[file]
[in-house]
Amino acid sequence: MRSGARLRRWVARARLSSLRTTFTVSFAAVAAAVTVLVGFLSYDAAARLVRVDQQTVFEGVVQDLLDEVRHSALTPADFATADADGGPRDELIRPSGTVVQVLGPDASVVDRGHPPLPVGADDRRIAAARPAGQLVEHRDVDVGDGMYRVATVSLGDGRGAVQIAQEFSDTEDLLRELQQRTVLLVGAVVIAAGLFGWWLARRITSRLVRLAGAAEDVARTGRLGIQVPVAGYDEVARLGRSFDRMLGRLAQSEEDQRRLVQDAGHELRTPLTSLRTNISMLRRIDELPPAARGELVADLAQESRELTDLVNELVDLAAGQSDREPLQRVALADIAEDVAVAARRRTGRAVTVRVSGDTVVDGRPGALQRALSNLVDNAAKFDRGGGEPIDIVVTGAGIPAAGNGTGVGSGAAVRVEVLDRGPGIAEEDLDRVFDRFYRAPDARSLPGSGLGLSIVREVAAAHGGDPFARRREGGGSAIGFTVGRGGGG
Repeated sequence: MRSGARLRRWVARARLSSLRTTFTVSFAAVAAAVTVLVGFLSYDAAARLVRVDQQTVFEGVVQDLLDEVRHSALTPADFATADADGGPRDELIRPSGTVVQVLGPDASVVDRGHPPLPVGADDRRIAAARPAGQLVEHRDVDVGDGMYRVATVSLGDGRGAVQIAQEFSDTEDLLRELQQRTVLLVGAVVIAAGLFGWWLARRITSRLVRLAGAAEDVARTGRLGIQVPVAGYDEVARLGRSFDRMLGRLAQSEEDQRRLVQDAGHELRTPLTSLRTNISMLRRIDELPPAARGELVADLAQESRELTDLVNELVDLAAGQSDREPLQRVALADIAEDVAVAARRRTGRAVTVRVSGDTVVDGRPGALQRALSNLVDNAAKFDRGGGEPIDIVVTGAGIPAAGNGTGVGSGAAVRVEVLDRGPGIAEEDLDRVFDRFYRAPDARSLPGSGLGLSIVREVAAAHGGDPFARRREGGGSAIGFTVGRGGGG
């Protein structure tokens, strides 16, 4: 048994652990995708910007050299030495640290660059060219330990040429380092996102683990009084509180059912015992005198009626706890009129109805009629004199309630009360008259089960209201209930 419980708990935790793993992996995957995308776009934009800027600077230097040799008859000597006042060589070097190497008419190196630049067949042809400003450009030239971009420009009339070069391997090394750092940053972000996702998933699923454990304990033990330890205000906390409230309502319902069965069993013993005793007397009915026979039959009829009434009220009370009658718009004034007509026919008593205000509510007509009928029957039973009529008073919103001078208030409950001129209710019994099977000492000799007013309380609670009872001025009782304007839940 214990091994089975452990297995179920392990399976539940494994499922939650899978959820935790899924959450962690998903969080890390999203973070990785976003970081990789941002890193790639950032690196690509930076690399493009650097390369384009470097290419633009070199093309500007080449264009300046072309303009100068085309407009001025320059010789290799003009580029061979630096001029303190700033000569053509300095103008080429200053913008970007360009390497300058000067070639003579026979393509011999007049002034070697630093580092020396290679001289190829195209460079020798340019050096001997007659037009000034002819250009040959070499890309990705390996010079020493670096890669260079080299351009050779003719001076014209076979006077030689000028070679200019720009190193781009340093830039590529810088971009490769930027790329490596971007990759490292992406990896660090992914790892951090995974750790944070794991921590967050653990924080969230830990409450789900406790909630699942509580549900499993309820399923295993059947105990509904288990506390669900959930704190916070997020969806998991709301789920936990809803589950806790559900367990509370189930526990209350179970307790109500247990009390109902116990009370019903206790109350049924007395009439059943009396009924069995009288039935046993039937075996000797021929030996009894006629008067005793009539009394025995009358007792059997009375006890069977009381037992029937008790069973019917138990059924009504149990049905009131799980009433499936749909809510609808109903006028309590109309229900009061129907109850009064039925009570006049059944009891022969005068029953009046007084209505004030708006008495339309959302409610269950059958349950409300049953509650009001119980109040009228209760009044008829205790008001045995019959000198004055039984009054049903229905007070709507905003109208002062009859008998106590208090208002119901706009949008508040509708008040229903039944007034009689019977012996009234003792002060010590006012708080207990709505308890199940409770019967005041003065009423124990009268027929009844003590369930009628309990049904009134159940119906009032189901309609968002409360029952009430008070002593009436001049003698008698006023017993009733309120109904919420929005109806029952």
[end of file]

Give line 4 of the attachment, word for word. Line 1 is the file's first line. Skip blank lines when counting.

């Protein structure tokens, strides 16, 4: 048994652990995708910007050299030495640290660059060219330990040429380092996102683990009084509180059912015992005198009626706890009129109805009629004199309630009360008259089960209201209930 419980708990935790793993992996995957995308776009934009800027600077230097040799008859000597006042060589070097190497008419190196630049067949042809400003450009030239971009420009009339070069391997090394750092940053972000996702998933699923454990304990033990330890205000906390409230309502319902069965069993013993005793007397009915026979039959009829009434009220009370009658718009004034007509026919008593205000509510007509009928029957039973009529008073919103001078208030409950001129209710019994099977000492000799007013309380609670009872001025009782304007839940 214990091994089975452990297995179920392990399976539940494994499922939650899978959820935790899924959450962690998903969080890390999203973070990785976003970081990789941002890193790639950032690196690509930076690399493009650097390369384009470097290419633009070199093309500007080449264009300046072309303009100068085309407009001025320059010789290799003009580029061979630096001029303190700033000569053509300095103008080429200053913008970007360009390497300058000067070639003579026979393509011999007049002034070697630093580092020396290679001289190829195209460079020798340019050096001997007659037009000034002819250009040959070499890309990705390996010079020493670096890669260079080299351009050779003719001076014209076979006077030689000028070679200019720009190193781009340093830039590529810088971009490769930027790329490596971007990759490292992406990896660090992914790892951090995974750790944070794991921590967050653990924080969230830990409450789900406790909630699942509580549900499993309820399923295993059947105990509904288990506390669900959930704190916070997020969806998991709301789920936990809803589950806790559900367990509370189930526990209350179970307790109500247990009390109902116990009370019903206790109350049924007395009439059943009396009924069995009288039935046993039937075996000797021929030996009894006629008067005793009539009394025995009358007792059997009375006890069977009381037992029937008790069973019917138990059924009504149990049905009131799980009433499936749909809510609808109903006028309590109309229900009061129907109850009064039925009570006049059944009891022969005068029953009046007084209505004030708006008495339309959302409610269950059958349950409300049953509650009001119980109040009228209760009044008829205790008001045995019959000198004055039984009054049903229905007070709507905003109208002062009859008998106590208090208002119901706009949008508040509708008040229903039944007034009689019977012996009234003792002060010590006012708080207990709505308890199940409770019967005041003065009423124990009268027929009844003590369930009628309990049904009134159940119906009032189901309609968002409360029952009430008070002593009436001049003698008698006023017993009733309120109904919420929005109806029952």